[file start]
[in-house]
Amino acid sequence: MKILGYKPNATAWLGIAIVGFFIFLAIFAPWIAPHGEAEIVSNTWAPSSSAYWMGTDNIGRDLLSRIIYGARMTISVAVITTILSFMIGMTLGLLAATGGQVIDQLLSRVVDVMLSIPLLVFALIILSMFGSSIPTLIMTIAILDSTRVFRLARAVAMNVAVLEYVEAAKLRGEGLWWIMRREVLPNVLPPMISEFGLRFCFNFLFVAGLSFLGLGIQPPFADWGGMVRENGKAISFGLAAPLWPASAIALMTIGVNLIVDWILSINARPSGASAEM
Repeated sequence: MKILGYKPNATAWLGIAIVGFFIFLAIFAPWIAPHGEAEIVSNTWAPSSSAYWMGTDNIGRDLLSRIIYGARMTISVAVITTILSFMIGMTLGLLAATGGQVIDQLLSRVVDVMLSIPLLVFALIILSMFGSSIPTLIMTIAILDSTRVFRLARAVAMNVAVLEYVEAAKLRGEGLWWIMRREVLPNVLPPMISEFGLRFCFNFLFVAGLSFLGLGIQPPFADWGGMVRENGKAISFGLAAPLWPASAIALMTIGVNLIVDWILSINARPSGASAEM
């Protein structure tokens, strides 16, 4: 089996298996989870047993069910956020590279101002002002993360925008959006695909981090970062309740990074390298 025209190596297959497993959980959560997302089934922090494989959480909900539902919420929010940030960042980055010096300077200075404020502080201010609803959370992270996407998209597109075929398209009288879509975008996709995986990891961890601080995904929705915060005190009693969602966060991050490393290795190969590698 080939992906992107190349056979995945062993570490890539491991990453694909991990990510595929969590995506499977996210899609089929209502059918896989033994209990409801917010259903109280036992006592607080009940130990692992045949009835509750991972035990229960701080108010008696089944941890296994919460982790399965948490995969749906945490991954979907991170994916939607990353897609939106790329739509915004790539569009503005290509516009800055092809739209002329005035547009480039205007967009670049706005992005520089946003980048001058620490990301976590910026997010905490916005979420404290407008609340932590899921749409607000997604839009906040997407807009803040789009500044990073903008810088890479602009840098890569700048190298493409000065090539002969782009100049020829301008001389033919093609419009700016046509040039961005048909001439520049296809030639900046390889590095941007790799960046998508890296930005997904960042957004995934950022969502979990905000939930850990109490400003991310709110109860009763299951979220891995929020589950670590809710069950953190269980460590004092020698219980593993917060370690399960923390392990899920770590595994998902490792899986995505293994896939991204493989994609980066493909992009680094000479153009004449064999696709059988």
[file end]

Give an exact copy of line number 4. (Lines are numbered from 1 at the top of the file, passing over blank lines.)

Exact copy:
């Protein structure tokens, strides 16, 4: 089996298996989870047993069910956020590279101002002002993360925008959006695909981090970062309740990074390298 025209190596297959497993959980959560997302089934922090494989959480909900539902919420929010940030960042980055010096300077200075404020502080201010609803959370992270996407998209597109075929398209009288879509975008996709995986990891961890601080995904929705915060005190009693969602966060991050490393290795190969590698 080939992906992107190349056979995945062993570490890539491991990453694909991990990510595929969590995506499977996210899609089929209502059918896989033994209990409801917010259903109280036992006592607080009940130990692992045949009835509750991972035990229960701080108010008696089944941890296994919460982790399965948490995969749906945490991954979907991170994916939607990353897609939106790329739509915004790539569009503005290509516009800055092809739209002329005035547009480039205007967009670049706005992005520089946003980048001058620490990301976590910026997010905490916005979420404290407008609340932590899921749409607000997604839009906040997407807009803040789009500044990073903008810088890479602009840098890569700048190298493409000065090539002969782009100049020829301008001389033919093609419009700016046509040039961005048909001439520049296809030639900046390889590095941007790799960046998508890296930005997904960042957004995934950022969502979990905000939930850990109490400003991310709110109860009763299951979220891995929020589950670590809710069950953190269980460590004092020698219980593993917060370690399960923390392990899920770590595994998902490792899986995505293994896939991204493989994609980066493909992009680094000479153009004449064999696709059988």